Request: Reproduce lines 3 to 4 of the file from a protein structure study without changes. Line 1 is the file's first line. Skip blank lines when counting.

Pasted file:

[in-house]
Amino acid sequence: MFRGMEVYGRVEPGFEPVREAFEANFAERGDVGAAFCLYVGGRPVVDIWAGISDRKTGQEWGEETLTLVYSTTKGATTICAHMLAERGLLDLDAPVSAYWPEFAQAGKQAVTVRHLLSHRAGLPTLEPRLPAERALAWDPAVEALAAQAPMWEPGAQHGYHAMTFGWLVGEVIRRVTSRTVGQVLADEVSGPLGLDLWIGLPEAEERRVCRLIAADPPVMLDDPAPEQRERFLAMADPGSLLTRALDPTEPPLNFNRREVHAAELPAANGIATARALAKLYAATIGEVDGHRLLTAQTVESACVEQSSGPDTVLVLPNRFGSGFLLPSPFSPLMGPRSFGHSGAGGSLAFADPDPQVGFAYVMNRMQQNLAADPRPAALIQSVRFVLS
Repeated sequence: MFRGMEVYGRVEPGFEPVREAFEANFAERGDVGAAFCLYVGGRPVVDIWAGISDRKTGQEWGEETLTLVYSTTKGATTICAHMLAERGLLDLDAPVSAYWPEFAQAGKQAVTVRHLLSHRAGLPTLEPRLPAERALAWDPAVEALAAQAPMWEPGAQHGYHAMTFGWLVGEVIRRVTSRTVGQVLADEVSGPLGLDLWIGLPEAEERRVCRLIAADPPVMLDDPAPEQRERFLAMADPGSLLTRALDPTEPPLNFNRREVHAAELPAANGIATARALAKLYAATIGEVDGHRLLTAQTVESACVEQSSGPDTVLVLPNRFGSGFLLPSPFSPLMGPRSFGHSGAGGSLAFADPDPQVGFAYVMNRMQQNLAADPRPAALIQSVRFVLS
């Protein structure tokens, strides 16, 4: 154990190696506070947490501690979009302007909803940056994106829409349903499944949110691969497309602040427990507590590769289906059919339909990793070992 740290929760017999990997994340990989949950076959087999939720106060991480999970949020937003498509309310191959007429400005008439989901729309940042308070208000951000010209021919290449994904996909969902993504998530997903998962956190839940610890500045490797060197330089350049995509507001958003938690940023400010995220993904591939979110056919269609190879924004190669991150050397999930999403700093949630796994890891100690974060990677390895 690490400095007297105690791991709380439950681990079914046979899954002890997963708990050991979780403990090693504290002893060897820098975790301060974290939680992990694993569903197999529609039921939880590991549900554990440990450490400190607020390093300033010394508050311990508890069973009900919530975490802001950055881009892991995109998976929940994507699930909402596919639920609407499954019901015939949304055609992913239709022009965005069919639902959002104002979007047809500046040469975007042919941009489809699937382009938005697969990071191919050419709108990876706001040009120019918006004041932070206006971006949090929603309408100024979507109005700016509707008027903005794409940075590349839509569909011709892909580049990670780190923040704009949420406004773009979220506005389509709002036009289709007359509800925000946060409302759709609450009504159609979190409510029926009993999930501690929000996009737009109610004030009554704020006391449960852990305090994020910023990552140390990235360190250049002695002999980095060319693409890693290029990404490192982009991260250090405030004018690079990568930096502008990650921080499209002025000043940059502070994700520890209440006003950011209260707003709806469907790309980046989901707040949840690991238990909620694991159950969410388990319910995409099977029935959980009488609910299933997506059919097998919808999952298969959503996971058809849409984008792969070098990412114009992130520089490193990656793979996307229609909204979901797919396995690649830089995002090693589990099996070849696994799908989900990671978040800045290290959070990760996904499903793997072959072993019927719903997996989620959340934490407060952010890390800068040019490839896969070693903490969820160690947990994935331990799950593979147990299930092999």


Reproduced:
Repeated sequence: MFRGMEVYGRVEPGFEPVREAFEANFAERGDVGAAFCLYVGGRPVVDIWAGISDRKTGQEWGEETLTLVYSTTKGATTICAHMLAERGLLDLDAPVSAYWPEFAQAGKQAVTVRHLLSHRAGLPTLEPRLPAERALAWDPAVEALAAQAPMWEPGAQHGYHAMTFGWLVGEVIRRVTSRTVGQVLADEVSGPLGLDLWIGLPEAEERRVCRLIAADPPVMLDDPAPEQRERFLAMADPGSLLTRALDPTEPPLNFNRREVHAAELPAANGIATARALAKLYAATIGEVDGHRLLTAQTVESACVEQSSGPDTVLVLPNRFGSGFLLPSPFSPLMGPRSFGHSGAGGSLAFADPDPQVGFAYVMNRMQQNLAADPRPAALIQSVRFVLS
């Protein structure tokens, strides 16, 4: 154990190696506070947490501690979009302007909803940056994106829409349903499944949110691969497309602040427990507590590769289906059919339909990793070992 740290929760017999990997994340990989949950076959087999939720106060991480999970949020937003498509309310191959007429400005008439989901729309940042308070208000951000010209021919290449994904996909969902993504998530997903998962956190839940610890500045490797060197330089350049995509507001958003938690940023400010995220993904591939979110056919269609190879924004190669991150050397999930999403700093949630796994890891100690974060990677390895 690490400095007297105690791991709380439950681990079914046979899954002890997963708990050991979780403990090693504290002893060897820098975790301060974290939680992990694993569903197999529609039921939880590991549900554990440990450490400190607020390093300033010394508050311990508890069973009900919530975490802001950055881009892991995109998976929940994507699930909402596919639920609407499954019901015939949304055609992913239709022009965005069919639902959002104002979007047809500046040469975007042919941009489809699937382009938005697969990071191919050419709108990876706001040009120019918006004041932070206006971006949090929603309408100024979507109005700016509707008027903005794409940075590349839509569909011709892909580049990670780190923040704009949420406004773009979220506005389509709002036009289709007359509800925000946060409302759709609450009504159609979190409510029926009993999930501690929000996009737009109610004030009554704020006391449960852990305090994020910023990552140390990235360190250049002695002999980095060319693409890693290029990404490192982009991260250090405030004018690079990568930096502008990650921080499209002025000043940059502070994700520890209440006003950011209260707003709806469907790309980046989901707040949840690991238990909620694991159950969410388990319910995409099977029935959980009488609910299933997506059919097998919808999952298969959503996971058809849409984008792969070098990412114009992130520089490193990656793979996307229609909204979901797919396995690649830089995002090693589990099996070849696994799908989900990671978040800045290290959070990760996904499903793997072959072993019927719903997996989620959340934490407060952010890390800068040019490839896969070693903490969820160690947990994935331990799950593979147990299930092999």